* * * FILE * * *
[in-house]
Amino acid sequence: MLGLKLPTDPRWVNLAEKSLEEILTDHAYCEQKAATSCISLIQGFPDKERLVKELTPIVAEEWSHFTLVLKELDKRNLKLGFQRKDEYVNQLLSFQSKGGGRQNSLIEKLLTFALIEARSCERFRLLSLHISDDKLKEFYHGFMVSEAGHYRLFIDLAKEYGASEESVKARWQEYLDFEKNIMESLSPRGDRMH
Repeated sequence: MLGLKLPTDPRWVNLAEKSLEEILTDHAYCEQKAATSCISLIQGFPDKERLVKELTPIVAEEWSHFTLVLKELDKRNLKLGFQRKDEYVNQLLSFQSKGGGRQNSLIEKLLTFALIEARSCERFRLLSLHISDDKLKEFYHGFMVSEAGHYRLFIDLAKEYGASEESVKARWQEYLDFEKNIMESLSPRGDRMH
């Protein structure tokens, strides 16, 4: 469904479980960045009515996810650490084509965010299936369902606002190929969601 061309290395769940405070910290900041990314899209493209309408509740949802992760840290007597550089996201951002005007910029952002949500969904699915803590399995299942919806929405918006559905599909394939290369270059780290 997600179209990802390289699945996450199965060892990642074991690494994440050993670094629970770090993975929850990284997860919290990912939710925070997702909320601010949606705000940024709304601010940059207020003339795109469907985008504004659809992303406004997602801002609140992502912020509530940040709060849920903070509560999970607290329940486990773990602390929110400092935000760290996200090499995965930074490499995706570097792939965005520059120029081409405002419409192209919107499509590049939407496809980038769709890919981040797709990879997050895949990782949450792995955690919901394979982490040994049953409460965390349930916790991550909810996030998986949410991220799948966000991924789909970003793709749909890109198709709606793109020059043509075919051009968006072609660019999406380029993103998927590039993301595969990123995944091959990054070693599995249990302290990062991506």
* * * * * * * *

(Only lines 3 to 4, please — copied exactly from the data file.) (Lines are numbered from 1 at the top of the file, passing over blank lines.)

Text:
Repeated sequence: MLGLKLPTDPRWVNLAEKSLEEILTDHAYCEQKAATSCISLIQGFPDKERLVKELTPIVAEEWSHFTLVLKELDKRNLKLGFQRKDEYVNQLLSFQSKGGGRQNSLIEKLLTFALIEARSCERFRLLSLHISDDKLKEFYHGFMVSEAGHYRLFIDLAKEYGASEESVKARWQEYLDFEKNIMESLSPRGDRMH
């Protein structure tokens, strides 16, 4: 469904479980960045009515996810650490084509965010299936369902606002190929969601 061309290395769940405070910290900041990314899209493209309408509740949802992760840290007597550089996201951002005007910029952002949500969904699915803590399995299942919806929405918006559905599909394939290369270059780290 997600179209990802390289699945996450199965060892990642074991690494994440050993670094629970770090993975929850990284997860919290990912939710925070997702909320601010949606705000940024709304601010940059207020003339795109469907985008504004659809992303406004997602801002609140992502912020509530940040709060849920903070509560999970607290329940486990773990602390929110400092935000760290996200090499995965930074490499995706570097792939965005520059120029081409405002419409192209919107499509590049939407496809980038769709890919981040797709990879997050895949990782949450792995955690919901394979982490040994049953409460965390349930916790991550909810996030998986949410991220799948966000991924789909970003793709749909890109198709709606793109020059043509075919051009968006072609660019999406380029993103998927590039993301595969990123995944091959990054070693599995249990302290990062991506």